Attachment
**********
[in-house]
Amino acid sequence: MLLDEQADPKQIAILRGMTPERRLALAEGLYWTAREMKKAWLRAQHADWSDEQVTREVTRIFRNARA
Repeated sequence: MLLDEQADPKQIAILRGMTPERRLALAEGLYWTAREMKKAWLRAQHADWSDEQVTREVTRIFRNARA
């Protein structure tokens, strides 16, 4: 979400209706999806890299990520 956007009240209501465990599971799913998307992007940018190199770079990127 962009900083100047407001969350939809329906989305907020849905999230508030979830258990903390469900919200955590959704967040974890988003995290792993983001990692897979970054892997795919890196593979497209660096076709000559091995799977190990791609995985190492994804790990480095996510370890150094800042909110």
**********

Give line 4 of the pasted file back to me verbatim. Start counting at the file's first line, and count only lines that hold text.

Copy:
């Protein structure tokens, strides 16, 4: 979400209706999806890299990520 956007009240209501465990599971799913998307992007940018190199770079990127 962009900083100047407001969350939809329906989305907020849905999230508030979830258990903390469900919200955590959704967040974890988003995290792993983001990692897979970054892997795919890196593979497209660096076709000559091995799977190990791609995985190492994804790990480095996510370890150094800042909110």